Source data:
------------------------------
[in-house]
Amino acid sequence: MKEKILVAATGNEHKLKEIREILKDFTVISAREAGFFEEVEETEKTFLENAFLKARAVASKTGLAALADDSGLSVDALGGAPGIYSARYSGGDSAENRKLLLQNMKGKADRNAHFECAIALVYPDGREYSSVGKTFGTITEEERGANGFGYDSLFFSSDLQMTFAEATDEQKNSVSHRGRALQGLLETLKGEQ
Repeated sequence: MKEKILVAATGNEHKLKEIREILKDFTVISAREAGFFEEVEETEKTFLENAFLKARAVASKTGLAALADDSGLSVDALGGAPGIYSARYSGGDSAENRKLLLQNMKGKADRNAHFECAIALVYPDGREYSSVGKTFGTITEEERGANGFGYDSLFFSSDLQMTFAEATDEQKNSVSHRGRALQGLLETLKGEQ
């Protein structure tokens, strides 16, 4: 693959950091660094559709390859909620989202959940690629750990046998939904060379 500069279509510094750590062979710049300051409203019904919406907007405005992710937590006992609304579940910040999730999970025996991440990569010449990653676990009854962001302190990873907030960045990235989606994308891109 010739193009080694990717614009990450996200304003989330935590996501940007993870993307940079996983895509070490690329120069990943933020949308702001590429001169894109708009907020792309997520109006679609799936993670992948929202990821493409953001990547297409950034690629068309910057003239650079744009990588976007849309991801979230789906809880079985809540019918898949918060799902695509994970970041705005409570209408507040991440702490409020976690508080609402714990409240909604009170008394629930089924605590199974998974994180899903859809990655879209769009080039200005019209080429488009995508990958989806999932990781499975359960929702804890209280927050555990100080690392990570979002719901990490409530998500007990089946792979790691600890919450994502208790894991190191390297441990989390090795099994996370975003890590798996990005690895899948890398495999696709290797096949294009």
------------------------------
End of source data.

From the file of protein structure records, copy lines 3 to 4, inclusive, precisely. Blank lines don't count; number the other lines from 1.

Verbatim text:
Repeated sequence: MKEKILVAATGNEHKLKEIREILKDFTVISAREAGFFEEVEETEKTFLENAFLKARAVASKTGLAALADDSGLSVDALGGAPGIYSARYSGGDSAENRKLLLQNMKGKADRNAHFECAIALVYPDGREYSSVGKTFGTITEEERGANGFGYDSLFFSSDLQMTFAEATDEQKNSVSHRGRALQGLLETLKGEQ
């Protein structure tokens, strides 16, 4: 693959950091660094559709390859909620989202959940690629750990046998939904060379 500069279509510094750590062979710049300051409203019904919406907007405005992710937590006992609304579940910040999730999970025996991440990569010449990653676990009854962001302190990873907030960045990235989606994308891109 010739193009080694990717614009990450996200304003989330935590996501940007993870993307940079996983895509070490690329120069990943933020949308702001590429001169894109708009907020792309997520109006679609799936993670992948929202990821493409953001990547297409950034690629068309910057003239650079744009990588976007849309991801979230789906809880079985809540019918898949918060799902695509994970970041705005409570209408507040991440702490409020976690508080609402714990409240909604009170008394629930089924605590199974998974994180899903859809990655879209769009080039200005019209080429488009995508990958989806999932990781499975359960929702804890209280927050555990100080690392990570979002719901990490409530998500007990089946792979790691600890919450994502208790894991190191390297441990989390090795099994996370975003890590798996990005690895899948890398495999696709290797096949294009």